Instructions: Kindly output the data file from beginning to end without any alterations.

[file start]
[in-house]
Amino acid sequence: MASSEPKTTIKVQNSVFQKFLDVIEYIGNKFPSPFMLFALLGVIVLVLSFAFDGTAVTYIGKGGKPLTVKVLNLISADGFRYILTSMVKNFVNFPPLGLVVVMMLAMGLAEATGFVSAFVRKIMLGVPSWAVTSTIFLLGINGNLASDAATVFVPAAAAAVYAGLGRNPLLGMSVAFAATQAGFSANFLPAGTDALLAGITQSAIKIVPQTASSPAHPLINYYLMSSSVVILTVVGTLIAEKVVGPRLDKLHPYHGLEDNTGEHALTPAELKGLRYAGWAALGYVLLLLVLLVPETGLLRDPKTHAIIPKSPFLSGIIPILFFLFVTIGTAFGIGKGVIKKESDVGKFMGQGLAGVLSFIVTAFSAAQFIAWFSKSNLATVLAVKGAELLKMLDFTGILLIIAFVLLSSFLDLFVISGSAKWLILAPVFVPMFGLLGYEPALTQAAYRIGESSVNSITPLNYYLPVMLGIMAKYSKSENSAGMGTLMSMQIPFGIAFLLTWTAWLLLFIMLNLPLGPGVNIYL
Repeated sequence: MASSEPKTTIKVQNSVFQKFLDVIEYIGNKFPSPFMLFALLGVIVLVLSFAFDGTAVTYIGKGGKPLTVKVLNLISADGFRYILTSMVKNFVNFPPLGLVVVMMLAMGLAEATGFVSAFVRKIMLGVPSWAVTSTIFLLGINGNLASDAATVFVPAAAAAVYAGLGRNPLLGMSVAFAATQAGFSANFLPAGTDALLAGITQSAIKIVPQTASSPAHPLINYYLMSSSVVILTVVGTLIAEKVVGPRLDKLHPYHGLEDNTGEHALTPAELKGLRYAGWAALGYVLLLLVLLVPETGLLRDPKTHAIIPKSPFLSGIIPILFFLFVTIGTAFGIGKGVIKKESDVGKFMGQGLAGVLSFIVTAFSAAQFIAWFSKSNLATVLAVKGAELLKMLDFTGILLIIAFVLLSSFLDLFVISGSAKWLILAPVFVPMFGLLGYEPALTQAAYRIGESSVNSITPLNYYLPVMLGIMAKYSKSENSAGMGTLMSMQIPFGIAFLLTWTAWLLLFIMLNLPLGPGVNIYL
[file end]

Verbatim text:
[in-house]
Amino acid sequence: MASSEPKTTIKVQNSVFQKFLDVIEYIGNKFPSPFMLFALLGVIVLVLSFAFDGTAVTYIGKGGKPLTVKVLNLISADGFRYILTSMVKNFVNFPPLGLVVVMMLAMGLAEATGFVSAFVRKIMLGVPSWAVTSTIFLLGINGNLASDAATVFVPAAAAAVYAGLGRNPLLGMSVAFAATQAGFSANFLPAGTDALLAGITQSAIKIVPQTASSPAHPLINYYLMSSSVVILTVVGTLIAEKVVGPRLDKLHPYHGLEDNTGEHALTPAELKGLRYAGWAALGYVLLLLVLLVPETGLLRDPKTHAIIPKSPFLSGIIPILFFLFVTIGTAFGIGKGVIKKESDVGKFMGQGLAGVLSFIVTAFSAAQFIAWFSKSNLATVLAVKGAELLKMLDFTGILLIIAFVLLSSFLDLFVISGSAKWLILAPVFVPMFGLLGYEPALTQAAYRIGESSVNSITPLNYYLPVMLGIMAKYSKSENSAGMGTLMSMQIPFGIAFLLTWTAWLLLFIMLNLPLGPGVNIYL
Repeated sequence: MASSEPKTTIKVQNSVFQKFLDVIEYIGNKFPSPFMLFALLGVIVLVLSFAFDGTAVTYIGKGGKPLTVKVLNLISADGFRYILTSMVKNFVNFPPLGLVVVMMLAMGLAEATGFVSAFVRKIMLGVPSWAVTSTIFLLGINGNLASDAATVFVPAAAAAVYAGLGRNPLLGMSVAFAATQAGFSANFLPAGTDALLAGITQSAIKIVPQTASSPAHPLINYYLMSSSVVILTVVGTLIAEKVVGPRLDKLHPYHGLEDNTGEHALTPAELKGLRYAGWAALGYVLLLLVLLVPETGLLRDPKTHAIIPKSPFLSGIIPILFFLFVTIGTAFGIGKGVIKKESDVGKFMGQGLAGVLSFIVTAFSAAQFIAWFSKSNLATVLAVKGAELLKMLDFTGILLIIAFVLLSSFLDLFVISGSAKWLILAPVFVPMFGLLGYEPALTQAAYRIGESSVNSITPLNYYLPVMLGIMAKYSKSENSAGMGTLMSMQIPFGIAFLLTWTAWLLLFIMLNLPLGPGVNIYL